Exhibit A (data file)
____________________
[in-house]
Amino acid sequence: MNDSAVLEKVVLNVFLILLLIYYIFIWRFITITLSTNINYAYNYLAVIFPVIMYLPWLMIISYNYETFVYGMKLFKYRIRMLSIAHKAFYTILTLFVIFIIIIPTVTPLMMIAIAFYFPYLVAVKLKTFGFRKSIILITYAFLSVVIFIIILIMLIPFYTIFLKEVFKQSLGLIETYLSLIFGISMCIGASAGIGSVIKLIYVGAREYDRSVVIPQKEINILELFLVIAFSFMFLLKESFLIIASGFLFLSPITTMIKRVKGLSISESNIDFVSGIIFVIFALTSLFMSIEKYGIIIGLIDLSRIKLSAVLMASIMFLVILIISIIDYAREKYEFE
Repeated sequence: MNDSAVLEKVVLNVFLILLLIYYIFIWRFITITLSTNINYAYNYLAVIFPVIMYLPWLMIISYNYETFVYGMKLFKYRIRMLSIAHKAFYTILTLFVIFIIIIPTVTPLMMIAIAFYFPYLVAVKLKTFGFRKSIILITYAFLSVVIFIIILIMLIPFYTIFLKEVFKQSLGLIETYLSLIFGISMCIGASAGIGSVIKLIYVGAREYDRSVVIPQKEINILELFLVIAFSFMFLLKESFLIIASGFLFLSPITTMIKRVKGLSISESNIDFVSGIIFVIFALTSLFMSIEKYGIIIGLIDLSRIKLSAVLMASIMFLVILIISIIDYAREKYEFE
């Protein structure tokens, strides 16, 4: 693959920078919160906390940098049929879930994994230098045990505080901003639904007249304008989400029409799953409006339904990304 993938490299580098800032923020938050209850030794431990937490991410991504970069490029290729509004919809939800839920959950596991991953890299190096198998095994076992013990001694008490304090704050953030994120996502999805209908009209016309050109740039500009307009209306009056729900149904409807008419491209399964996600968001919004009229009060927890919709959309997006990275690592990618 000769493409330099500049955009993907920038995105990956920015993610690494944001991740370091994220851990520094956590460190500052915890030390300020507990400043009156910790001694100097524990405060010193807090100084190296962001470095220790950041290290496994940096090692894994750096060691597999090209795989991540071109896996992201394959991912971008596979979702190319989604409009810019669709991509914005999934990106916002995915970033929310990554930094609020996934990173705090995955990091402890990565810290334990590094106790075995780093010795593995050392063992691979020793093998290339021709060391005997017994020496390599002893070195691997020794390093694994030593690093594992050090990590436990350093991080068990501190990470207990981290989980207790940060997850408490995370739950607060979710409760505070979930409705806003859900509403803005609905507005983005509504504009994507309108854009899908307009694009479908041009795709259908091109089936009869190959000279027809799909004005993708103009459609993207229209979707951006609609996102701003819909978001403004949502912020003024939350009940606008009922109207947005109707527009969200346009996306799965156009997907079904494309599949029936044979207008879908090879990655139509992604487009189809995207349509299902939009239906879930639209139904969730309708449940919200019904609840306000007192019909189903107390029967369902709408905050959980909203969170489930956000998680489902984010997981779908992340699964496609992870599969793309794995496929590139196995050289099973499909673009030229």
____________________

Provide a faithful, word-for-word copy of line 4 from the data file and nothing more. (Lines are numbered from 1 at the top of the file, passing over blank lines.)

């Protein structure tokens, strides 16, 4: 693959920078919160906390940098049929879930994994230098045990505080901003639904007249304008989400029409799953409006339904990304 993938490299580098800032923020938050209850030794431990937490991410991504970069490029290729509004919809939800839920959950596991991953890299190096198998095994076992013990001694008490304090704050953030994120996502999805209908009209016309050109740039500009307009209306009056729900149904409807008419491209399964996600968001919004009229009060927890919709959309997006990275690592990618 000769493409330099500049955009993907920038995105990956920015993610690494944001991740370091994220851990520094956590460190500052915890030390300020507990400043009156910790001694100097524990405060010193807090100084190296962001470095220790950041290290496994940096090692894994750096060691597999090209795989991540071109896996992201394959991912971008596979979702190319989604409009810019669709991509914005999934990106916002995915970033929310990554930094609020996934990173705090995955990091402890990565810290334990590094106790075995780093010795593995050392063992691979020793093998290339021709060391005997017994020496390599002893070195691997020794390093694994030593690093594992050090990590436990350093991080068990501190990470207990981290989980207790940060997850408490995370739950607060979710409760505070979930409705806003859900509403803005609905507005983005509504504009994507309108854009899908307009694009479908041009795709259908091109089936009869190959000279027809799909004005993708103009459609993207229209979707951006609609996102701003819909978001403004949502912020003024939350009940606008009922109207947005109707527009969200346009996306799965156009997907079904494309599949029936044979207008879908090879990655139509992604487009189809995207349509299902939009239906879930639209139904969730309708449940919200019904609840306000007192019909189903107390029967369902709408905050959980909203969170489930956000998680489902984010997981779908992340699964496609992870599969793309794995496929590139196995050289099973499909673009030229």